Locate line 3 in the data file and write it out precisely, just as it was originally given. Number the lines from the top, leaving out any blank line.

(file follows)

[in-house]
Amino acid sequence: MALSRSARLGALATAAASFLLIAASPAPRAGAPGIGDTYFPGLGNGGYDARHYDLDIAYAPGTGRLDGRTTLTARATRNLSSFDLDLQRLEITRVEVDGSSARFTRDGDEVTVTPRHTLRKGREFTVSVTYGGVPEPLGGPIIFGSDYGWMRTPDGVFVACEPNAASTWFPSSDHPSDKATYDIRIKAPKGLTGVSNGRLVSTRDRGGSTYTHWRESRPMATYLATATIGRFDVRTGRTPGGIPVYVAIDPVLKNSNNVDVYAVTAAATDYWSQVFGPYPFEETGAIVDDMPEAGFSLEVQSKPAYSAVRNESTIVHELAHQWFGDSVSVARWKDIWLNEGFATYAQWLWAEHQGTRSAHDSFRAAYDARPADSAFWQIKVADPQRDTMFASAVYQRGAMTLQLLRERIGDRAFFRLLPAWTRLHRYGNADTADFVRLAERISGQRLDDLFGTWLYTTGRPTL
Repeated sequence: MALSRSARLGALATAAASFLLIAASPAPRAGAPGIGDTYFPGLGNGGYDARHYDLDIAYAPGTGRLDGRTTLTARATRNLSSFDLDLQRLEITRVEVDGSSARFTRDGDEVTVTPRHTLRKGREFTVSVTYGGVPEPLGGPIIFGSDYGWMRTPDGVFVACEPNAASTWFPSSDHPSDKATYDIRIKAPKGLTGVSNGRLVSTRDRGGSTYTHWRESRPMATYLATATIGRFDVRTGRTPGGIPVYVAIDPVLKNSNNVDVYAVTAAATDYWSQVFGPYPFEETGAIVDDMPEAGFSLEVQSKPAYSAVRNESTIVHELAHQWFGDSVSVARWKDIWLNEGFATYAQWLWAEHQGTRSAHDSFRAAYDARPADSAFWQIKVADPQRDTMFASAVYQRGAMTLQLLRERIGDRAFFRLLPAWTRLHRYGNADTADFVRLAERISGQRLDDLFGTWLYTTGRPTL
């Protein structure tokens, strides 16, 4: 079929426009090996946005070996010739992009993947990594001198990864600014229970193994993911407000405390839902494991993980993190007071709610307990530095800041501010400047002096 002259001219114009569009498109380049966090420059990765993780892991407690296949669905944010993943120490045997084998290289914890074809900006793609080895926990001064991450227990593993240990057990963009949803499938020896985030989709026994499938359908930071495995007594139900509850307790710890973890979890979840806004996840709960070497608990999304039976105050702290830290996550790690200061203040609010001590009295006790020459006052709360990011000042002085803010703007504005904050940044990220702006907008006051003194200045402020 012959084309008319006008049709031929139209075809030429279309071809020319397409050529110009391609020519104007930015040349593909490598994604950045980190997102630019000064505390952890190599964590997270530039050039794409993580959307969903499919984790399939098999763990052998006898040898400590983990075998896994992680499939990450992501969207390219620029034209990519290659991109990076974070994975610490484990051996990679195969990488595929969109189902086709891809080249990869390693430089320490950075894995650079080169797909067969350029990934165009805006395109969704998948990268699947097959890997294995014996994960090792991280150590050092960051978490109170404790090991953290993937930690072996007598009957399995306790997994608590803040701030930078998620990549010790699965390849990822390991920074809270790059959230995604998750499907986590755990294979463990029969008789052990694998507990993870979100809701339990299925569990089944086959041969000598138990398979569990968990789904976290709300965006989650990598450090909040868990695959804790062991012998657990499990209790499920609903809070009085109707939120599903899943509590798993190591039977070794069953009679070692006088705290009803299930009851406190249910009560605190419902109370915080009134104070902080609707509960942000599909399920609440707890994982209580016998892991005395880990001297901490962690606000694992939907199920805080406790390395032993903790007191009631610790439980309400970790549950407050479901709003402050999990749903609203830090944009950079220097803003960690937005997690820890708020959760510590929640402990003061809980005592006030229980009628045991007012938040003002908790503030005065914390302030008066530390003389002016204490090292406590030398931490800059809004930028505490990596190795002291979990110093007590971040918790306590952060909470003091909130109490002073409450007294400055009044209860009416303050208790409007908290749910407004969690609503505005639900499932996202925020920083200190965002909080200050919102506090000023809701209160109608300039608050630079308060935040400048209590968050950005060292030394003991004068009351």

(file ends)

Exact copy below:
Repeated sequence: MALSRSARLGALATAAASFLLIAASPAPRAGAPGIGDTYFPGLGNGGYDARHYDLDIAYAPGTGRLDGRTTLTARATRNLSSFDLDLQRLEITRVEVDGSSARFTRDGDEVTVTPRHTLRKGREFTVSVTYGGVPEPLGGPIIFGSDYGWMRTPDGVFVACEPNAASTWFPSSDHPSDKATYDIRIKAPKGLTGVSNGRLVSTRDRGGSTYTHWRESRPMATYLATATIGRFDVRTGRTPGGIPVYVAIDPVLKNSNNVDVYAVTAAATDYWSQVFGPYPFEETGAIVDDMPEAGFSLEVQSKPAYSAVRNESTIVHELAHQWFGDSVSVARWKDIWLNEGFATYAQWLWAEHQGTRSAHDSFRAAYDARPADSAFWQIKVADPQRDTMFASAVYQRGAMTLQLLRERIGDRAFFRLLPAWTRLHRYGNADTADFVRLAERISGQRLDDLFGTWLYTTGRPTL